Aggressive American signal crayfish are threatening Yorkshire’s native white-clawed crayfish populations because they have better resistance to parasites and are less fussy about what they eat.
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Clash of the crayfish: why the Americans are winning
The native crayfish suffers from two parasites; plague, which is carried by the American invader, as well as porcelain disease which makes the native crayfish sluggish and suppresses their appetite before eventually killing them a few years later.Yorkshire is one of the last strongholds of the white-clawed crayfish, which is being driven out of Britain's waterways by its hardier American cousin, introduced to Britain in the 1970s for fish farming. The advance of the signal crayfish over its native rival has implications for the biodiversity of Britain's rivers as the diversity of prey is reduced and the invaders' appetite for fish eggs causes a decline in the fish population. Although the white-clawed crayfish is listed as an endangered species in Britain, the reasons for its decline and the American species' success have not been well understood. Now, researchers from the University of Leeds' Faculty of Biological Sciences have been trying to work out why the signal crayfish has been gaining the upper hand, and how this information might be used in conservation projects. Their study, published in the online journal PLoS One, compares how quickly the two different species deal with food. The American signal crayfish ate up to 83 per cent more food per day than did their native cousins. The research also showed that white-clawed crayfish are much more choosy about what they eat, preferring particular types of prey, while the signals eat equal amounts of all prey. The white-clawed crayfish are also affected by a common parasite, porcelain disease, which affects their ability to catch prey, leading affected crayfish to eat 30% less. The American signal crayfish, on the other hand, seem unaffected by the parasite. Alison Dunn, of the Faculty of Biological Sciences, at the University of Leeds, who led the study, explains: "The signals eat much more compared with the native crayfish. But the situation is exacerbated by a parasite which essentially changes the native's behaviour - the white-clawed crayfish can't eat or handle as much food as the signal, because the parasite weakens its muscles." "The huge appetites of the signal crayfish can have a massive effect on the whole ecosystem," adds Dunn. "In particular it affects biodiversity because there is a reduction in the numbers of prey. In some Yorkshire rivers, for example, the fish population has declined because signal crayfish are eating large numbers of fish eggs." Dunn believes studying the effects of parasites on host species can offer vital clues about species conservation. "Parasites are a fascinating and vital part of any ecosystem and you have to consider their effects when looking at biological invasions," she says. "We hope our findings will help us make predictions about how this invader might spread and help with management strategies." Humans too can play a part in protecting the white-clawed crayfish by understanding how invading species spread. The signal crayfish is able to move overland of its own accord, but may also be inadvertently moved around in, for example, damp fishing gear. "We need to be much more careful about how we move animals and plants around from habitat to habitat, and raise public awareness about these issues," says Dunn. It is one of many projects run by the Yorkshire Dales Environment Network www.yden.leeds.ac.uk , set up to care for and manage the Yorkshire Dales.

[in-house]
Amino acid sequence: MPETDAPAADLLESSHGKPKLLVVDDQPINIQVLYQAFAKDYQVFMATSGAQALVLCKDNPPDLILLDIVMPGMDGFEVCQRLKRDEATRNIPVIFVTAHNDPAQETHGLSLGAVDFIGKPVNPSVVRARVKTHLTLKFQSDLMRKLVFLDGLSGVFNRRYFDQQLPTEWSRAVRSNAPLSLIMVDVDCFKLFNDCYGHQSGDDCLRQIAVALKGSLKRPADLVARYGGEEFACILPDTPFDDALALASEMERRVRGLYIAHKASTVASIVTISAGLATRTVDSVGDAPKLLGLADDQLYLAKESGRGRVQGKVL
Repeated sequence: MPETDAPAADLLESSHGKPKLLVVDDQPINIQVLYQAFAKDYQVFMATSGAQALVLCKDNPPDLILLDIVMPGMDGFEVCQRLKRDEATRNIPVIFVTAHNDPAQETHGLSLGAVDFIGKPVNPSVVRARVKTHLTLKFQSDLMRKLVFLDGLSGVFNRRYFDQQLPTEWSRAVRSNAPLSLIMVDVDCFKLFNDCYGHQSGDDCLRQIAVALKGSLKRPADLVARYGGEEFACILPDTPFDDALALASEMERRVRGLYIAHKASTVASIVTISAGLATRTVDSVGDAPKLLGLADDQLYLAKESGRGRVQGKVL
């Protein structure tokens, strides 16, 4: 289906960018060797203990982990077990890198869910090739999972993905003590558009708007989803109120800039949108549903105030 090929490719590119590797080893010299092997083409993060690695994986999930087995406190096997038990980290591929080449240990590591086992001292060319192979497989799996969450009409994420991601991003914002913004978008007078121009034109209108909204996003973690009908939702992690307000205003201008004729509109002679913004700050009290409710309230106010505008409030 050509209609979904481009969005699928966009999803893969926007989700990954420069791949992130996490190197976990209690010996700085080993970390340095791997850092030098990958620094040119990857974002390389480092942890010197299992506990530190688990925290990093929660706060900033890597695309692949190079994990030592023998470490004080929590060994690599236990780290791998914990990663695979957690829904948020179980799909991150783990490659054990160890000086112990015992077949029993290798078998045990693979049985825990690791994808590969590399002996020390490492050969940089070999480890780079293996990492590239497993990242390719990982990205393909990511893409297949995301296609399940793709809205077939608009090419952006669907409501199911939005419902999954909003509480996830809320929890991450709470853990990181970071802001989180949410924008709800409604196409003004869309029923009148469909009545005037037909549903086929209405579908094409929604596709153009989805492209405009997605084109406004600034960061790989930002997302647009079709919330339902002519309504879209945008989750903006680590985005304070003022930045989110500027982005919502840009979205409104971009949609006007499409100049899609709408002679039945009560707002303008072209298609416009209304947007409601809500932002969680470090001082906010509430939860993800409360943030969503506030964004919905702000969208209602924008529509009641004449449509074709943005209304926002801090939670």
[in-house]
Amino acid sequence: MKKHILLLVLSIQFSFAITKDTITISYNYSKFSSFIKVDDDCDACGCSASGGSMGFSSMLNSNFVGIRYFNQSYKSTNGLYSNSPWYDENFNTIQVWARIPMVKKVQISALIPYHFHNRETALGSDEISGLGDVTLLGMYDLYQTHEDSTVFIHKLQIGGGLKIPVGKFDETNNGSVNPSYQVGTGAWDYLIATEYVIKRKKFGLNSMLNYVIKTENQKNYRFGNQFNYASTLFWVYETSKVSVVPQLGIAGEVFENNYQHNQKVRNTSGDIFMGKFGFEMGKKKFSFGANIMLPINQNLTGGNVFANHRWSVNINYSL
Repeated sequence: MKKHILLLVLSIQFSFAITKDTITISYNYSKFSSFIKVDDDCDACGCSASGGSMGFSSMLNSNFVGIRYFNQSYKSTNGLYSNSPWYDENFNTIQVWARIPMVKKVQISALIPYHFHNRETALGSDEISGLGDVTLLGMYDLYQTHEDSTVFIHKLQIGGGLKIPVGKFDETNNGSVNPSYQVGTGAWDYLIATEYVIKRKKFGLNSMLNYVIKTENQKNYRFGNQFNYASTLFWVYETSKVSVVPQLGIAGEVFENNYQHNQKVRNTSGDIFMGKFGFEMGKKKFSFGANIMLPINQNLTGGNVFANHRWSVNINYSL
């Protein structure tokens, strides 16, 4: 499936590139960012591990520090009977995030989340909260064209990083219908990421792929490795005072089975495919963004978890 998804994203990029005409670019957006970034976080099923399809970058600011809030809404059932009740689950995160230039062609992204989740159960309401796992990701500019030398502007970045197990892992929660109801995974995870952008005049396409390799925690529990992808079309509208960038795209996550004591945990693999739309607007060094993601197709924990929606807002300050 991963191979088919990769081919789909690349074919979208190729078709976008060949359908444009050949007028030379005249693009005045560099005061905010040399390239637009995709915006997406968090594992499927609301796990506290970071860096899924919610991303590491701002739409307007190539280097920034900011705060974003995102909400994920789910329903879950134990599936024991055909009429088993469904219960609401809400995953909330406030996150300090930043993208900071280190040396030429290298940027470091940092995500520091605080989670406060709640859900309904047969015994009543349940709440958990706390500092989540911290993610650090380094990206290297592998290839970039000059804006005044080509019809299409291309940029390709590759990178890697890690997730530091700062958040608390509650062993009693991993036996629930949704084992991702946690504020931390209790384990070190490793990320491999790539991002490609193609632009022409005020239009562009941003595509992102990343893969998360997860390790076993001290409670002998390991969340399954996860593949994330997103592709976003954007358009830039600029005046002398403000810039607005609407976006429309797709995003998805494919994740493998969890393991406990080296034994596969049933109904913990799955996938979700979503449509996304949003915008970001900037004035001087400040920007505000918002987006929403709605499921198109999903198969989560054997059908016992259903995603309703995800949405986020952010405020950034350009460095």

Image credit: Dunn Laboratory, University of Leedsplease: Beck Lockwood, Campus PR tel 0121 451 1321; mob 0778 3802318; email beck [a] campuspr.co (p) uk University of Leeds Press Office, tel 0113 343 4031.
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